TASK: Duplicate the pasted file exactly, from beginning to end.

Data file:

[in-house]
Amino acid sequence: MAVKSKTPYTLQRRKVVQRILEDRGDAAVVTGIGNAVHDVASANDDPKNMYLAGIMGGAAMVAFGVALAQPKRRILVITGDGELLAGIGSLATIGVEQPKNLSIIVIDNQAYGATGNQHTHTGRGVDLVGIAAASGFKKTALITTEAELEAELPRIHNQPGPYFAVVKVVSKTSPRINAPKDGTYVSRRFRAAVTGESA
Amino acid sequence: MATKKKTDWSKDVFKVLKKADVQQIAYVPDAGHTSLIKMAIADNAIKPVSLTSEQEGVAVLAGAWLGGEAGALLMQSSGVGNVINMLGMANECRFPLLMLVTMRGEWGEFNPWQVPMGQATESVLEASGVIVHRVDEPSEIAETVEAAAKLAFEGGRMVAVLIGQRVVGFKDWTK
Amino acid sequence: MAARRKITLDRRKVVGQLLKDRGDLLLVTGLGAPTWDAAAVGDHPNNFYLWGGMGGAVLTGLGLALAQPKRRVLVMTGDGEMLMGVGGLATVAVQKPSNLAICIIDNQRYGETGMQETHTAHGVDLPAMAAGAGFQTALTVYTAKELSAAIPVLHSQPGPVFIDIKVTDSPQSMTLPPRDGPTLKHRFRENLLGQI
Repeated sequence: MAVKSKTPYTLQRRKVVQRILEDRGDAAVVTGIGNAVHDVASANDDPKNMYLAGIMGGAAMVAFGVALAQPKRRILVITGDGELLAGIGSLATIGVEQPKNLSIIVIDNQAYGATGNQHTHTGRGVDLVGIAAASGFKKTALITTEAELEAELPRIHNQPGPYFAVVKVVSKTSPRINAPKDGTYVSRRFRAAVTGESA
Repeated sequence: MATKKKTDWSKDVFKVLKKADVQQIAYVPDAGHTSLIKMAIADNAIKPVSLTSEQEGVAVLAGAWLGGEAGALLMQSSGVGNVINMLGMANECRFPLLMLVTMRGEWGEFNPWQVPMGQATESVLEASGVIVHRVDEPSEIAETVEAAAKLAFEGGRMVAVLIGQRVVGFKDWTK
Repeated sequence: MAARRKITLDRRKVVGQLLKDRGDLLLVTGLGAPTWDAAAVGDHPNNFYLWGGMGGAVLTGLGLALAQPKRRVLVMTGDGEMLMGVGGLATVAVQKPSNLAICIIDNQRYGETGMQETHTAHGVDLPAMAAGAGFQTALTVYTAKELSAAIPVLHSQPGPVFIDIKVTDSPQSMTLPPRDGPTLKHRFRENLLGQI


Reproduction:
[in-house]
Amino acid sequence: MAVKSKTPYTLQRRKVVQRILEDRGDAAVVTGIGNAVHDVASANDDPKNMYLAGIMGGAAMVAFGVALAQPKRRILVITGDGELLAGIGSLATIGVEQPKNLSIIVIDNQAYGATGNQHTHTGRGVDLVGIAAASGFKKTALITTEAELEAELPRIHNQPGPYFAVVKVVSKTSPRINAPKDGTYVSRRFRAAVTGESA
Amino acid sequence: MATKKKTDWSKDVFKVLKKADVQQIAYVPDAGHTSLIKMAIADNAIKPVSLTSEQEGVAVLAGAWLGGEAGALLMQSSGVGNVINMLGMANECRFPLLMLVTMRGEWGEFNPWQVPMGQATESVLEASGVIVHRVDEPSEIAETVEAAAKLAFEGGRMVAVLIGQRVVGFKDWTK
Amino acid sequence: MAARRKITLDRRKVVGQLLKDRGDLLLVTGLGAPTWDAAAVGDHPNNFYLWGGMGGAVLTGLGLALAQPKRRVLVMTGDGEMLMGVGGLATVAVQKPSNLAICIIDNQRYGETGMQETHTAHGVDLPAMAAGAGFQTALTVYTAKELSAAIPVLHSQPGPVFIDIKVTDSPQSMTLPPRDGPTLKHRFRENLLGQI
Repeated sequence: MAVKSKTPYTLQRRKVVQRILEDRGDAAVVTGIGNAVHDVASANDDPKNMYLAGIMGGAAMVAFGVALAQPKRRILVITGDGELLAGIGSLATIGVEQPKNLSIIVIDNQAYGATGNQHTHTGRGVDLVGIAAASGFKKTALITTEAELEAELPRIHNQPGPYFAVVKVVSKTSPRINAPKDGTYVSRRFRAAVTGESA
Repeated sequence: MATKKKTDWSKDVFKVLKKADVQQIAYVPDAGHTSLIKMAIADNAIKPVSLTSEQEGVAVLAGAWLGGEAGALLMQSSGVGNVINMLGMANECRFPLLMLVTMRGEWGEFNPWQVPMGQATESVLEASGVIVHRVDEPSEIAETVEAAAKLAFEGGRMVAVLIGQRVVGFKDWTK
Repeated sequence: MAARRKITLDRRKVVGQLLKDRGDLLLVTGLGAPTWDAAAVGDHPNNFYLWGGMGGAVLTGLGLALAQPKRRVLVMTGDGEMLMGVGGLATVAVQKPSNLAICIIDNQRYGETGMQETHTAHGVDLPAMAAGAGFQTALTVYTAKELSAAIPVLHSQPGPVFIDIKVTDSPQSMTLPPRDGPTLKHRFRENLLGQI